7. 7. AU Malabo Declaration (continued) 4. Commitment to Halving Poverty by 2025, through inclusive Agricultural Growth and Transformation • Sustain Annual sector growth in Agricultural GDP at least 6% • Establish and/or strengthen inclusive public-private partnerships for at least 5 priority agricultural commodity value chains with strong linkage to smallholder agric. • Create job opportunities for at least 30% of the youth in agricultural value chains. • Preferential entry & participation by women and youth in gainful and attractive agribusiness
  8. 8. AU Malabo Declaration (continued) 5. Commitment to Boosting Intra-African Trade in Agricultural Commodities & Services • Triple intra-Africa trade in agricultural commodities • Fast track continental free trade area & transition to a continental Common External tariff scheme 6. Commitment to Enhancing Resilience of Livelihoods & Production Systems to Climate Variability and Other Shocks • Ensure that by 2025, at least 30% of farm/pastoral households are resilient to shocks due to climate variablility 7. Commitment to Mutual Accountability to Actions and Results • Through the CAADP Result Framework – conduct a biennial Agricultural Review Process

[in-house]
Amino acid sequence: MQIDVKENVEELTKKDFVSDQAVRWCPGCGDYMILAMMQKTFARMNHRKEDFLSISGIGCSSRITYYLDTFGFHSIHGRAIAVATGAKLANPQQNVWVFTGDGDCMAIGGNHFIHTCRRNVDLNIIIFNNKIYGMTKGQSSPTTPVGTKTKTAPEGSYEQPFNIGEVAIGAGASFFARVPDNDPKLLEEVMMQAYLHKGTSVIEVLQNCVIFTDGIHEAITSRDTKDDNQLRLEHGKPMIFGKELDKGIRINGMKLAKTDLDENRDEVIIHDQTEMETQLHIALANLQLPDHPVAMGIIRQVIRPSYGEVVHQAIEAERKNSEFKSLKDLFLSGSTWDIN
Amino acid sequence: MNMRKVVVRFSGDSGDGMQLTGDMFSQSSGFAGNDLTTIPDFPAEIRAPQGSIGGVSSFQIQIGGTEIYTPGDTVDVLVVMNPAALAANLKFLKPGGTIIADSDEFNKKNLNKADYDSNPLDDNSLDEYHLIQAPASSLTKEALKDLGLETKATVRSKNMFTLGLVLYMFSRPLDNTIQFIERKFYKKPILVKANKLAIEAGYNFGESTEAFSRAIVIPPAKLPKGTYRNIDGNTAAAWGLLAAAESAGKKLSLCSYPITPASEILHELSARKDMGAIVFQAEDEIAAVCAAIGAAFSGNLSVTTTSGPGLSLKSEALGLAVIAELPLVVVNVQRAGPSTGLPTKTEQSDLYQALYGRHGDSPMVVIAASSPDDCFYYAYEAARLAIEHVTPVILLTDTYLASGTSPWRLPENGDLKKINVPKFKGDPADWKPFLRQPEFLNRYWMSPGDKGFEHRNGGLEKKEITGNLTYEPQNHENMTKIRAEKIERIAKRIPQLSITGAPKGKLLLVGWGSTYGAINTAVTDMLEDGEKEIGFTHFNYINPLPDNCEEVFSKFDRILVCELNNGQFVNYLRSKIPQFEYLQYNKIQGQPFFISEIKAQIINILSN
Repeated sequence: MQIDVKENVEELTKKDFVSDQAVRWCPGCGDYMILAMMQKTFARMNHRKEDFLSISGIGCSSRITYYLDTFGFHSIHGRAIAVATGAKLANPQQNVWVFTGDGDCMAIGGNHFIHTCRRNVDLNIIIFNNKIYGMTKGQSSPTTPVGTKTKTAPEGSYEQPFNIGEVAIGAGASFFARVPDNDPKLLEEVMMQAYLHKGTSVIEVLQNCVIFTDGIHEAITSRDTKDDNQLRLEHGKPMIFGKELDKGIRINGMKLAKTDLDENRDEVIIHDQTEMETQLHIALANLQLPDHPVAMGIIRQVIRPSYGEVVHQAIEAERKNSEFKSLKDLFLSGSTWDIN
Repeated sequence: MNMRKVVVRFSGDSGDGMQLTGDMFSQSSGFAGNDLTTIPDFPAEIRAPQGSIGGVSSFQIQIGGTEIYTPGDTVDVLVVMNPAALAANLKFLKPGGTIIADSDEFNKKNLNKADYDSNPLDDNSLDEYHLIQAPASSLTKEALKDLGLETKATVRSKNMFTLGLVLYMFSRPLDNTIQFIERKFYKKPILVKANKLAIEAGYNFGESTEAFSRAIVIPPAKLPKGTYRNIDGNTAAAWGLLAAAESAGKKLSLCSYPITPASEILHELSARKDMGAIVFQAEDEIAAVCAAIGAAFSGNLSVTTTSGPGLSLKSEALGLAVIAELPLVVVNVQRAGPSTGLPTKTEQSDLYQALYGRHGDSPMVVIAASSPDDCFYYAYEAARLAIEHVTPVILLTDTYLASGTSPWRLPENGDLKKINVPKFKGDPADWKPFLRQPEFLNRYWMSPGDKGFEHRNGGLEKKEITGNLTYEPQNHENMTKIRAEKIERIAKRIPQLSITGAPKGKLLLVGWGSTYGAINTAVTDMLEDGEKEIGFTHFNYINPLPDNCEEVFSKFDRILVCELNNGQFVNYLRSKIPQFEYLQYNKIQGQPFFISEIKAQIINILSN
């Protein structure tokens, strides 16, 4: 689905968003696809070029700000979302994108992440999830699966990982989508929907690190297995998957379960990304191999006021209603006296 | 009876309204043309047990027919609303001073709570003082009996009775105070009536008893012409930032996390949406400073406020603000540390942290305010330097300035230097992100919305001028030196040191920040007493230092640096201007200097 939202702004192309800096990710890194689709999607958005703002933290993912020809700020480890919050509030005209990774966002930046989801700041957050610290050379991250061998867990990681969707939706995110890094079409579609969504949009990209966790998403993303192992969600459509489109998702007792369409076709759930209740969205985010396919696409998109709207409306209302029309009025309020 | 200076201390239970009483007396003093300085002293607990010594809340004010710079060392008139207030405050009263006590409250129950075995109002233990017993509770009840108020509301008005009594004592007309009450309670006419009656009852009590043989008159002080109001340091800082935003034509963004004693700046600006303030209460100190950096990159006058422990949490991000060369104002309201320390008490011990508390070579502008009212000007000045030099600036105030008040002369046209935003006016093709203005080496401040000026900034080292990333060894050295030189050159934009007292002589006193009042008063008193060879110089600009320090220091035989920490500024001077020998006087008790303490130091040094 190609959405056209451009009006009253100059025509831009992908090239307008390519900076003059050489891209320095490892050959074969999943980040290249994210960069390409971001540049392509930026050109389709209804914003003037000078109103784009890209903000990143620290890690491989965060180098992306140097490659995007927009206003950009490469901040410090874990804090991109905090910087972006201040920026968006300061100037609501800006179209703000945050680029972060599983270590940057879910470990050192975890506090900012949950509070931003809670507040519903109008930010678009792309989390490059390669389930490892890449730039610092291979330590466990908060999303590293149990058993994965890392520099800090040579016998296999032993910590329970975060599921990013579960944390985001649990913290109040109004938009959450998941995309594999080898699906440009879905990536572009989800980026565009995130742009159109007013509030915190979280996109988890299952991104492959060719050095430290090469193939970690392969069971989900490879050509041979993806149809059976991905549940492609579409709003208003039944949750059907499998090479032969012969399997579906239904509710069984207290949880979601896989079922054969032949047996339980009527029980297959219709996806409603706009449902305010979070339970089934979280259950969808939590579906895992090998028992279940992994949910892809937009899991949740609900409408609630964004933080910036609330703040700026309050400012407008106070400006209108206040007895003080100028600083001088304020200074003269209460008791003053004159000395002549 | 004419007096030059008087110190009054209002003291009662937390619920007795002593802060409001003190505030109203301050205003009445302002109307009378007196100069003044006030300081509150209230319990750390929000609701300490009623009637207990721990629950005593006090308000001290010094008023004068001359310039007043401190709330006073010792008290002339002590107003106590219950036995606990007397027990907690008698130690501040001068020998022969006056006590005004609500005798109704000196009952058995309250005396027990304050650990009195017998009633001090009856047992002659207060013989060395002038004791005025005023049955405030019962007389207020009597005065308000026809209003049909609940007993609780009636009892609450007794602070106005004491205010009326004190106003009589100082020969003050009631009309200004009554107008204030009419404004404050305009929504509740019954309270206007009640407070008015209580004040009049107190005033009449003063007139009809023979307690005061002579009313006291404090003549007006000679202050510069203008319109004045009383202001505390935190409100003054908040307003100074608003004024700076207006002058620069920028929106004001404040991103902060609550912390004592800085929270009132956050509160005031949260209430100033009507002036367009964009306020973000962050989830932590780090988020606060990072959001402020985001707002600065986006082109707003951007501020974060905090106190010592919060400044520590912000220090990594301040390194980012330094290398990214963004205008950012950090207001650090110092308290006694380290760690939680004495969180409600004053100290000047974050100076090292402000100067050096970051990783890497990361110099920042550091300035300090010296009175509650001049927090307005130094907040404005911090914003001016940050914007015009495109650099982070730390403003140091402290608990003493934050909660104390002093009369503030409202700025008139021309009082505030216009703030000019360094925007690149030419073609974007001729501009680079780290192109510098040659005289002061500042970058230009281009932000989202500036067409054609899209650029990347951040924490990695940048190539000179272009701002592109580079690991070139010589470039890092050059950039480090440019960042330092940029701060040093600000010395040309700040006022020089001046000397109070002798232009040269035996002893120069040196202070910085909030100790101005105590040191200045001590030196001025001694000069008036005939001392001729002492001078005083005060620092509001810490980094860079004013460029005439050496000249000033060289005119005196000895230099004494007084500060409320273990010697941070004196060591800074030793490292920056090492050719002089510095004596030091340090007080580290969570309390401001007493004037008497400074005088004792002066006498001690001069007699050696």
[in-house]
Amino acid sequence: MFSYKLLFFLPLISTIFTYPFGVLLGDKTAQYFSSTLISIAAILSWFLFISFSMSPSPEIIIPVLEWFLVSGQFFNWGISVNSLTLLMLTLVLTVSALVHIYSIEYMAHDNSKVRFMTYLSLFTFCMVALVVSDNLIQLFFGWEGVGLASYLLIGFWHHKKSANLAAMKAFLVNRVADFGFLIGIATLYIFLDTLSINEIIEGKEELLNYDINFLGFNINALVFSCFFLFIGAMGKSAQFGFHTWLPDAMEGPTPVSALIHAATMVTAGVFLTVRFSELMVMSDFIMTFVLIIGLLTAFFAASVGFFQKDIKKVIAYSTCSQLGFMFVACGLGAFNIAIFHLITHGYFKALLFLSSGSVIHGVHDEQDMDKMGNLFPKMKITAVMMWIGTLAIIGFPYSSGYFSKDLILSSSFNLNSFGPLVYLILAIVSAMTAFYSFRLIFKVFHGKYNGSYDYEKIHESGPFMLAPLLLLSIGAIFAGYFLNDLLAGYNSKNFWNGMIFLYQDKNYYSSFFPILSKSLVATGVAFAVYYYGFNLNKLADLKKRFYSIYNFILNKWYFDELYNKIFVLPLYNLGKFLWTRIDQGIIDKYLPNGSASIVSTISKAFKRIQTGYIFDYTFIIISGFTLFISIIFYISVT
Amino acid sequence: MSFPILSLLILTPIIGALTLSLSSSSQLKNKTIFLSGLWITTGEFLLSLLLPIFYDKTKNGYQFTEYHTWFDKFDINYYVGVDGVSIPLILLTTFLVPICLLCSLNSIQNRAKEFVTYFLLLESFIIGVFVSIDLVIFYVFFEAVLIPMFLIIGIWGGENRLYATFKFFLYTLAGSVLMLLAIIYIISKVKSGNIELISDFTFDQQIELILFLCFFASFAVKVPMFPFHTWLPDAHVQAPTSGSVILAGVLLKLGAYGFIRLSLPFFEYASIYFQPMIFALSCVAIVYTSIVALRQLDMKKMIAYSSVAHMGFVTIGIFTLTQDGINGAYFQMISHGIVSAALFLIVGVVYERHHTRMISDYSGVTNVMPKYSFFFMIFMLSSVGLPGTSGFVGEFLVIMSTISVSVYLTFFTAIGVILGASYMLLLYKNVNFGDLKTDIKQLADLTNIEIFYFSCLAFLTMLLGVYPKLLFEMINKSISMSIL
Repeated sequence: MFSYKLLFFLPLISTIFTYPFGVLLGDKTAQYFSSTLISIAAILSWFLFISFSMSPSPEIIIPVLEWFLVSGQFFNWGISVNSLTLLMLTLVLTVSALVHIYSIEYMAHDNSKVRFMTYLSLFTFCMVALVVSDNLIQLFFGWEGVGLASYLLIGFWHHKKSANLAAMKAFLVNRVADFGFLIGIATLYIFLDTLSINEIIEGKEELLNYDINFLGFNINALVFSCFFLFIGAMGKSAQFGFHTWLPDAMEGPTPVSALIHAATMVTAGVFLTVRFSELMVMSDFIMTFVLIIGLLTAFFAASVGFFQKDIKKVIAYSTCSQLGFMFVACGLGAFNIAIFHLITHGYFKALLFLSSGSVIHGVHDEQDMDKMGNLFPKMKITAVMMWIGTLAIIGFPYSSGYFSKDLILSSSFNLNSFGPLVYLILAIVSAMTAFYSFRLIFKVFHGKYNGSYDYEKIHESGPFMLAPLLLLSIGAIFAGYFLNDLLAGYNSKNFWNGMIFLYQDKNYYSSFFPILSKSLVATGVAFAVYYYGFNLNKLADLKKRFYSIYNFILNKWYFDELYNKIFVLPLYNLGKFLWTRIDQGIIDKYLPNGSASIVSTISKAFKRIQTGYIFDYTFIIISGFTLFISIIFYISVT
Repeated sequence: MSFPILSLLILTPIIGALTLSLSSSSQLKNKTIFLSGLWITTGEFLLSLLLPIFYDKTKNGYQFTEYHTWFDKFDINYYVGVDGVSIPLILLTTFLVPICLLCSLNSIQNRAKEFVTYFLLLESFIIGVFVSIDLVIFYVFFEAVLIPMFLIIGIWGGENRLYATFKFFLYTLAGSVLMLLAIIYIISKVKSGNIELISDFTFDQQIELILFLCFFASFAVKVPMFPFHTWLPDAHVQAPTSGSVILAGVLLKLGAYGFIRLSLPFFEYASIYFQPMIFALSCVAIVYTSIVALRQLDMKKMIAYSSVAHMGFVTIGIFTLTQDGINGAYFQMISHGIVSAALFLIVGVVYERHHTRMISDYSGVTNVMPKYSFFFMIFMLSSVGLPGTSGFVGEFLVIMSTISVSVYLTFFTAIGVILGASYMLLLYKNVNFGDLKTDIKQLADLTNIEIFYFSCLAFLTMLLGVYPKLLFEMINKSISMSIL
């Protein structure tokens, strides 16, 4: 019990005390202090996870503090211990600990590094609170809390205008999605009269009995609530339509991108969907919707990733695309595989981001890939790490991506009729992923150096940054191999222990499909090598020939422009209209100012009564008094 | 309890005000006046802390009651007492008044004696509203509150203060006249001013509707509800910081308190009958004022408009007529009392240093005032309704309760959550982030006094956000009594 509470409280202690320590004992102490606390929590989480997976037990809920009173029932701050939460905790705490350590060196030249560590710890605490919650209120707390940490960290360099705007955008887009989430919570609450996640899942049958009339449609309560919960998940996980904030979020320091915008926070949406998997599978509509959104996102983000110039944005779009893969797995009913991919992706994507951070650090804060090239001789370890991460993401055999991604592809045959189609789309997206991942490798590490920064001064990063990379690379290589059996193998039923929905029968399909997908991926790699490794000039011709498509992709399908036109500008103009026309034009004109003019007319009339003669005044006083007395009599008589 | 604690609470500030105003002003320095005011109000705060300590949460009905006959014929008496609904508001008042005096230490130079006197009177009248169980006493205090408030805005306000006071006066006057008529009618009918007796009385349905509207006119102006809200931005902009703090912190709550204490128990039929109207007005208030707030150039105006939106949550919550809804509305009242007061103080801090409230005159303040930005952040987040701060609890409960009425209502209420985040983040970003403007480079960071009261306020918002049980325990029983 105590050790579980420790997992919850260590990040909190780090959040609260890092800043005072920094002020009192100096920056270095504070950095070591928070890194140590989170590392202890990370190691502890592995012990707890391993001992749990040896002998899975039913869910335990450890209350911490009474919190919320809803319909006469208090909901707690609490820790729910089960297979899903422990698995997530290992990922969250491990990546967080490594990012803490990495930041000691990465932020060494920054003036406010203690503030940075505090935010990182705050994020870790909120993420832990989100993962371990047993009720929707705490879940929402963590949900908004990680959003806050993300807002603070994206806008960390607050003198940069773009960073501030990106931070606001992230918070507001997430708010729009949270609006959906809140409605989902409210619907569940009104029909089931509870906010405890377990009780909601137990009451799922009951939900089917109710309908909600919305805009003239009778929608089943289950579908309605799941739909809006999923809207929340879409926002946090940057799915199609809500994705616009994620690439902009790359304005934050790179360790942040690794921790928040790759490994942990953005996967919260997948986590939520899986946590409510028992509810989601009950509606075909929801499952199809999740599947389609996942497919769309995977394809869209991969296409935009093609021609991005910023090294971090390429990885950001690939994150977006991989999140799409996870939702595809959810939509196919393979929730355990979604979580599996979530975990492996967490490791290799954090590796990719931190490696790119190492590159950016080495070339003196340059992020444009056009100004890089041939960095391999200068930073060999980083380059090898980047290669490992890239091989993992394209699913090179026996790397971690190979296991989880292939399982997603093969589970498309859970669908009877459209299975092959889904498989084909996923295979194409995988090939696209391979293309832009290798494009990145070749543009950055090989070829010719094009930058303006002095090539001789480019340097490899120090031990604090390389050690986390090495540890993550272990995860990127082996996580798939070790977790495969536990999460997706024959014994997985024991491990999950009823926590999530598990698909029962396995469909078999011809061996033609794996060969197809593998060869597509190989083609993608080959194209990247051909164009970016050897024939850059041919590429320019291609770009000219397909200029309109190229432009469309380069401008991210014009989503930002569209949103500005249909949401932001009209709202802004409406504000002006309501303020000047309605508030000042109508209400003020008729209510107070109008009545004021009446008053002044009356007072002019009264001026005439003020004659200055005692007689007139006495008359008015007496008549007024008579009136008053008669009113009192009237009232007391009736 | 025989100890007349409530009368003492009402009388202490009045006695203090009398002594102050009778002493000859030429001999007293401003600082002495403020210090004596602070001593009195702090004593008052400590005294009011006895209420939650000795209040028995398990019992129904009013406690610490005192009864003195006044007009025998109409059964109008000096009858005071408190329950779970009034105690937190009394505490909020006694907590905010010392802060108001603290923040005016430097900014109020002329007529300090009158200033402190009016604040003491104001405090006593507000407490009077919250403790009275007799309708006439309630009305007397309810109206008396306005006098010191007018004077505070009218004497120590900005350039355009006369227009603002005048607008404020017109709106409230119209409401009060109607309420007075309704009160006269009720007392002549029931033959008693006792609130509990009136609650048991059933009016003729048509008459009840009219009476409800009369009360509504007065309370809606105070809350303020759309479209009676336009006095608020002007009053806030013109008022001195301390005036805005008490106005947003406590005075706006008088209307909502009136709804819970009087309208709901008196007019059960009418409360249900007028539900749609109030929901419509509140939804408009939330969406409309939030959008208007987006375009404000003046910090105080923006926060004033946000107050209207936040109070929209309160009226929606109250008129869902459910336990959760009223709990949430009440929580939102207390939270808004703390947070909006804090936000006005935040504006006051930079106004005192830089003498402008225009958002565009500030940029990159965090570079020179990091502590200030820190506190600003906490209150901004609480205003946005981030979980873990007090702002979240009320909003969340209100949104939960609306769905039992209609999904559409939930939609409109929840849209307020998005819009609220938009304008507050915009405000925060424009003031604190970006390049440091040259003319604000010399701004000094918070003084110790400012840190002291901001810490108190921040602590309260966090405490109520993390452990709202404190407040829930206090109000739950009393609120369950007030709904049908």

9. 9. AU Malabo Declaration (continued) 8. Strengthening the African Union Commission to support delivery on these commitments 9. A Call for Action a) the AU Commission and NEPAD Planning and Coordinating Agency (NPCA) to develop an implementation strategy and roadmap that facilitates translation of the 2025 vision and goals of Africa Accelerated Agricultural Growth and Transformation into concrete results and impacts b) AU Commission to fast-track the operationalization of the African Investment Bank; c) The AU Commission and RECs to facilitate the acceleration of economic integration to boost intra-Africa trade in food and agriculture d) Through the CAADP Result Framework – conduct a biennial Agricultural Review Process • ,
  10. 10. Monitoring and Evaluation Framework and Land Governance • Effective monitoring is central to ensuring changes in land governance • Commitment to support greater transparency in land transactions and in release of data for improved land tenure governance. • Malabo “Special commitment” to “Mutual Accountability, Actions and Result” (Commitment VII).